Haplogroup E3b is believed to have evolved in the Middle East. It expanded into the Mediterranean during the Pleistocene Neolithic expansion. It is currently distributed around the Mediterranean, southern Europe, and in north and east Africa.

Haplogroup G may have originated in India or Pakistan, and has dispersed into central Asia, Europe, and the Middle East. The G2 branch of this lineage (containing the P15 mutation) is found most often in Europe and the Middle East.

Haplogroup H is nearly completely restricted to India, Sri Lanka, and Pakistan.

Haplogroups I, I1, and I1a are nearly completely restricted to northwestern Europe. These would most likely have been common within Viking populations. One lineage of this group extends down into central Europe.

Haplogroup I1b was derived within Viking/Scandinavian populations in northwest Europe and has since spread down into southern Europe where it is present at low frequencies.

Haplogroup J is found at highest frequencies in Middle Eastern and north African populations where it most likely evolved. This marker has been carried by Middle Eastern traders into Europe, central Asia, India, and Pakistan.

Haplogroup J2 originated in the northern portion of the Fertile Crescent where it later spread throughout central Asia, the Mediterranean, and south into India. As with other populations with Mediterranean ancestry this lineage is found within Jewish populations. The Cohen modal lineage is found in Haplogroup J2.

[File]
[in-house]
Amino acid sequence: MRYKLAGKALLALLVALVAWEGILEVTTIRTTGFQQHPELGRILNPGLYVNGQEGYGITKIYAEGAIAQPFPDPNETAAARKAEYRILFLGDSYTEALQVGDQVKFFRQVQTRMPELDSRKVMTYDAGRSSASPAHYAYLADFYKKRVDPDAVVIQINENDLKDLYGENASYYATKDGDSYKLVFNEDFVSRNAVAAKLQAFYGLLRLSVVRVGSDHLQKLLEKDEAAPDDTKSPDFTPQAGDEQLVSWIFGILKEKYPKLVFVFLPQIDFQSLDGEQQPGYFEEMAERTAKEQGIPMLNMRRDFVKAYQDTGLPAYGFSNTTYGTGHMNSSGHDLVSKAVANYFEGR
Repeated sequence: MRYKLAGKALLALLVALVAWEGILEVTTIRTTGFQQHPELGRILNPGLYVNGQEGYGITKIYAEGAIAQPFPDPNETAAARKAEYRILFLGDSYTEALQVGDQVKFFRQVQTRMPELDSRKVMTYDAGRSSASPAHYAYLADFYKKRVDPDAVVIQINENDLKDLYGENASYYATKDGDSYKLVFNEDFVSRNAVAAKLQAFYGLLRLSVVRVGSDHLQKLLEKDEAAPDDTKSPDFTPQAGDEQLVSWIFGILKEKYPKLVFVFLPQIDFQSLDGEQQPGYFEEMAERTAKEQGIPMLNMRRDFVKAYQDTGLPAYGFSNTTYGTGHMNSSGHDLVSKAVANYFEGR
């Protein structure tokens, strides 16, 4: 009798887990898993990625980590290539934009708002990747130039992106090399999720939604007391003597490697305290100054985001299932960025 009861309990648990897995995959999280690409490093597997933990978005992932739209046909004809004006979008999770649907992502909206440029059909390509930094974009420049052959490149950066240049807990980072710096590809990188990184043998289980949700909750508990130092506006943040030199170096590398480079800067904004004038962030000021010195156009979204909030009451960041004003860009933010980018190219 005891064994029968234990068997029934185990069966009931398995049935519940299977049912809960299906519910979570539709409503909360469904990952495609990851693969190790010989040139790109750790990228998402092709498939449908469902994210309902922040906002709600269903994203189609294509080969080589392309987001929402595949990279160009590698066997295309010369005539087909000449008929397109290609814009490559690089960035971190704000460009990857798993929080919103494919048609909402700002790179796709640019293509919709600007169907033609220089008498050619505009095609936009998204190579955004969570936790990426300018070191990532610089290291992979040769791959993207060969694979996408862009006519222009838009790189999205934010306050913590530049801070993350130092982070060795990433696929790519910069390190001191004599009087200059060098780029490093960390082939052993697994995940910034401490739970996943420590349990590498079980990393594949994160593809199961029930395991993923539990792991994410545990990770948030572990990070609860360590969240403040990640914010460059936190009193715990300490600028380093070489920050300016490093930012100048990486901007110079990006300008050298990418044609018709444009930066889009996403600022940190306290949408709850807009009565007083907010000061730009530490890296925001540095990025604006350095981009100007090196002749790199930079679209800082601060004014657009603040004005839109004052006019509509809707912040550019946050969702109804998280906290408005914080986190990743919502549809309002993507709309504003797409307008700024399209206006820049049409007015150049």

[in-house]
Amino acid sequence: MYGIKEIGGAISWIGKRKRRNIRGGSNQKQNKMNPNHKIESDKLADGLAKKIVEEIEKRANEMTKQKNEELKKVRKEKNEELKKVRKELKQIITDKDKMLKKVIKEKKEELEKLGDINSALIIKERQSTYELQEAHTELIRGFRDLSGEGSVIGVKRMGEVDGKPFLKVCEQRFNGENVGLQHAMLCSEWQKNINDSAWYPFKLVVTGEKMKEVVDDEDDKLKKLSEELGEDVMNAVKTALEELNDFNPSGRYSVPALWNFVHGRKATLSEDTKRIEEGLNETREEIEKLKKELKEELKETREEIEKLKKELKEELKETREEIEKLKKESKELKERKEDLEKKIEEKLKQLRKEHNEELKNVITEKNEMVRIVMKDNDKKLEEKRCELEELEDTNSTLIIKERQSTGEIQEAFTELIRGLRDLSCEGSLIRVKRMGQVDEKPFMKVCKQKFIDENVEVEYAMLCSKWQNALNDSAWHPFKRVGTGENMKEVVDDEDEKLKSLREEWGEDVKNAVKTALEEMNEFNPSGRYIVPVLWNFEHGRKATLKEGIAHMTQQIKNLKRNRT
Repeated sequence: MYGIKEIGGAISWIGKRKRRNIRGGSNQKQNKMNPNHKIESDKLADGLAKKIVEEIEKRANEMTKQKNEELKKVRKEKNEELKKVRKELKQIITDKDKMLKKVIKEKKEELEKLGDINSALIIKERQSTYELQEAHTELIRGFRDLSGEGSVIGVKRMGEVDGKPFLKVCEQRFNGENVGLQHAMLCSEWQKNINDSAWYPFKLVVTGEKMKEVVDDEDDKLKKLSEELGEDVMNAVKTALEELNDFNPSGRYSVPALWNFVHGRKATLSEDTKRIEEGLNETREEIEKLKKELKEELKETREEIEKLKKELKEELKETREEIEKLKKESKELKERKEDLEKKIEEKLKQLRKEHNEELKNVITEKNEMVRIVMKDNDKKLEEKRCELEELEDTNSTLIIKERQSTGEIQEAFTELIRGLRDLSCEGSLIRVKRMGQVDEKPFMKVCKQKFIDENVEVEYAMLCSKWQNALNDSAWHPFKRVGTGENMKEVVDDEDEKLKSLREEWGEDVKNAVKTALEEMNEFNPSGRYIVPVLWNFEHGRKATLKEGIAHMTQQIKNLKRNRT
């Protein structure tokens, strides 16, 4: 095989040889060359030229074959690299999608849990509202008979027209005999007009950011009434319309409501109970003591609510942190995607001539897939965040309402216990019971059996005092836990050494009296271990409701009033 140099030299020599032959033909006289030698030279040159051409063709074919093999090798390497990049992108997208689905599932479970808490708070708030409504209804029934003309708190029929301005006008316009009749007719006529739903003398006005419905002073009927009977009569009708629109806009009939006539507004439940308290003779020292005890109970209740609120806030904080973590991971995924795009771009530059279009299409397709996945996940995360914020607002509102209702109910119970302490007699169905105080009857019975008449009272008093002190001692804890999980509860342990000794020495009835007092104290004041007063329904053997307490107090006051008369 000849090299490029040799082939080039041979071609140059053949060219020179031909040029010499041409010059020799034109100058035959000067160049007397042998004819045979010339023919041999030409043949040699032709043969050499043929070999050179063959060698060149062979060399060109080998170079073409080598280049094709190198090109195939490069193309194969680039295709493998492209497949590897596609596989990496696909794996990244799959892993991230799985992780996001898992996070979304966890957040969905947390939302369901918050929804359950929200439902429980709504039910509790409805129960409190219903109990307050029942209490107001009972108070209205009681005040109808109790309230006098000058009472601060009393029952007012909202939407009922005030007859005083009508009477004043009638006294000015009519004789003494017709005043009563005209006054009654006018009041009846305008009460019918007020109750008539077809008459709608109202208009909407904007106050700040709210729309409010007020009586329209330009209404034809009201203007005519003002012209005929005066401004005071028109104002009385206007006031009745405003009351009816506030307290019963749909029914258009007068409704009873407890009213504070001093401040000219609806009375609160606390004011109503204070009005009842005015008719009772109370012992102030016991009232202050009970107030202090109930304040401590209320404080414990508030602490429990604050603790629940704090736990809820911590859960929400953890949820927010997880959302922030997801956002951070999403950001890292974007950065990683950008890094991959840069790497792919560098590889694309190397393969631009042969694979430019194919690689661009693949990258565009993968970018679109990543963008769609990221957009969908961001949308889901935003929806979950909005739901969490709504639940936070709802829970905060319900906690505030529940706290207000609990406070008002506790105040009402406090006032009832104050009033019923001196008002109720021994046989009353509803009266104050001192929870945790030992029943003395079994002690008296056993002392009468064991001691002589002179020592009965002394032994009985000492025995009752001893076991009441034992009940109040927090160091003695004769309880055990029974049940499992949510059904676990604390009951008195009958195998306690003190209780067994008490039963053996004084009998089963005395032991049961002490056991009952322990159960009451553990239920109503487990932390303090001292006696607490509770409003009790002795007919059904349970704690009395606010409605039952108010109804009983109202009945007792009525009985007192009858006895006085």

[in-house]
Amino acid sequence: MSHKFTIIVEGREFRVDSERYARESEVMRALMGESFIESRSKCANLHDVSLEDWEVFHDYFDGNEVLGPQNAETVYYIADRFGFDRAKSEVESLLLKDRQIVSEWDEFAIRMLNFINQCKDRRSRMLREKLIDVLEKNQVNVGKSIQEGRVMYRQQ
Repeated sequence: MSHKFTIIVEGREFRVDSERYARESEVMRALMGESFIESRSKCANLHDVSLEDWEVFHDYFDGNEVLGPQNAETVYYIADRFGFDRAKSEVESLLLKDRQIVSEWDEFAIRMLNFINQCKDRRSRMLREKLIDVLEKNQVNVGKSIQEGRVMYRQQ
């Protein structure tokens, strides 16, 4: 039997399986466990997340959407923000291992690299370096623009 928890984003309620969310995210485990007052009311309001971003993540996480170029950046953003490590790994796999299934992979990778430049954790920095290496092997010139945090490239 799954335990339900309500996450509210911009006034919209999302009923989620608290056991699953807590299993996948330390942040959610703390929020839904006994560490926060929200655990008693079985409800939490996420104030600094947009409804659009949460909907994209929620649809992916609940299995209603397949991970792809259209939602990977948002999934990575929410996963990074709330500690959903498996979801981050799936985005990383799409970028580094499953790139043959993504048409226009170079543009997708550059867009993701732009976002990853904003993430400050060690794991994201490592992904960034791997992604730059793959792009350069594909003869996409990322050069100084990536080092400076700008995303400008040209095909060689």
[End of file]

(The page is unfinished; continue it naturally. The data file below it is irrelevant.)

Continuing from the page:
Haplogroup Q is the lineage that links Asia and the Americas. This lineage is found in North and Central Asian populations as well as native Americans. This lineage is believed to have originated in Central Asia and migrated through the Altai/Baikal region of northern Eurasia into the Americas.

Haplogroup Q3 is the only lineage strictly associated with native American populations. This haplogroup is defined by the presence of the M3 mutation (also known as SY103). This mutation occurred on the Q lineage 8-12 thousand years ago as the migration into the Americas was underway. There is some debate as to on which side of the Bering Strait this mutation occurred, but it definitely happened in the ancestors of the Native American peoples.

Haplogroup R1a is believed to have originated in the Eurasian Steppes north of the Black and Caspian Seas. This lineage is believed to have originated in a population of the Kurgan culture, known for the domestication of the horse (approximately 3000 B.C.E.). These people were also believed to be the first speakers of the Indo-European language group. This lineage is currently found in central and western Asia, India, and in Slavic populations of Eastern Europe.

Haplogroup R1b is the most common Haplogroup in European populations. It is believed to have expanded throughout Europe as humans re-colonized after the last glacial maximum 10-12 thousand years ago. This lineage is also the haplogroup containing the Atlantic modal haplotype (HG1).

WHERE WE ARE TODAY

Please join!!  We are trying to find someone from the following lines and would love to add your line to the list:

  1. Peter Helton I, b. 1686 and d. bef. Sep 20, 1757 in Orange County, North Carolina.  He married Hannah Hawkins in 1717.  Her father was James Hawkins.
  2. John Helton, b. 1710, Halifax County Virginia USA and d. Halifax County, Virginia USA.  His wife’s name is not known but it is believed she was b. 1715 and d. Halifax County Virginia USA.  They had 13 children.  Their grandson Arnold (son of Abraham) moved to Indiana and founded Heltonville, Indiana.
  3. Halvor Nilsen Hilton (b. on the Hilton farm near Klofta in Ulsensaker, Norway. (Grandfather of Conrad Hilton of Hotel fame.)

 

 

 

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Mike Hilton 706-463-2168

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Rocky Face, GA 30740

michael@hiltonfamilytree.com